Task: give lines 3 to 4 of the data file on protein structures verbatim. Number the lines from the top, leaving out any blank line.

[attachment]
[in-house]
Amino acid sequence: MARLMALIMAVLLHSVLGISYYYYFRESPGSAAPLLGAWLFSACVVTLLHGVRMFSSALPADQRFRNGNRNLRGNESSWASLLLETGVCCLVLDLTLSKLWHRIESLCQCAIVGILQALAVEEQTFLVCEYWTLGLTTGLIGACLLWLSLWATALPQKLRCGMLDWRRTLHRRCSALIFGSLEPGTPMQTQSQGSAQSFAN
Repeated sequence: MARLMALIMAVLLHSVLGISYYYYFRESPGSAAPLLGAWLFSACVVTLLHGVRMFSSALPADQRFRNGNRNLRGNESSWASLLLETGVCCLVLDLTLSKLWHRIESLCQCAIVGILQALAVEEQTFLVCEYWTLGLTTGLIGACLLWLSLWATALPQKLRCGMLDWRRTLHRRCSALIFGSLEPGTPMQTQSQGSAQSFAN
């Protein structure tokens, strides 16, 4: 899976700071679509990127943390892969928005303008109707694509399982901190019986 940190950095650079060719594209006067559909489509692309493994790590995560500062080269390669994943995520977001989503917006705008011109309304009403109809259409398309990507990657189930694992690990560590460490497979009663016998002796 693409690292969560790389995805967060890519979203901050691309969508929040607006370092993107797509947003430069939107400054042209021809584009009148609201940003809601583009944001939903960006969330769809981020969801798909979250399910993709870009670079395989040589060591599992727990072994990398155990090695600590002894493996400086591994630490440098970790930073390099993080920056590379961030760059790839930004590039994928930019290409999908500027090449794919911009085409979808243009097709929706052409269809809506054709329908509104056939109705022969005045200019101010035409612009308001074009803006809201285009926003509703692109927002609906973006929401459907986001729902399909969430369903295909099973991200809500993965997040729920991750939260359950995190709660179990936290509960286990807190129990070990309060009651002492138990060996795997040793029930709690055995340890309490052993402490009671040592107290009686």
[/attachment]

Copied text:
Repeated sequence: MARLMALIMAVLLHSVLGISYYYYFRESPGSAAPLLGAWLFSACVVTLLHGVRMFSSALPADQRFRNGNRNLRGNESSWASLLLETGVCCLVLDLTLSKLWHRIESLCQCAIVGILQALAVEEQTFLVCEYWTLGLTTGLIGACLLWLSLWATALPQKLRCGMLDWRRTLHRRCSALIFGSLEPGTPMQTQSQGSAQSFAN
């Protein structure tokens, strides 16, 4: 899976700071679509990127943390892969928005303008109707694509399982901190019986 940190950095650079060719594209006067559909489509692309493994790590995560500062080269390669994943995520977001989503917006705008011109309304009403109809259409398309990507990657189930694992690990560590460490497979009663016998002796 693409690292969560790389995805967060890519979203901050691309969508929040607006370092993107797509947003430069939107400054042209021809584009009148609201940003809601583009944001939903960006969330769809981020969801798909979250399910993709870009670079395989040589060591599992727990072994990398155990090695600590002894493996400086591994630490440098970790930073390099993080920056590379961030760059790839930004590039994928930019290409999908500027090449794919911009085409979808243009097709929706052409269809809506054709329908509104056939109705022969005045200019101010035409612009308001074009803006809201285009926003509703692109927002609906973006929401459907986001729902399909969430369903295909099973991200809500993965997040729920991750939260359950995190709660179990936290509960286990807190129990070990309060009651002492138990060996795997040793029930709690055995340890309490052993402490009671040592107290009686």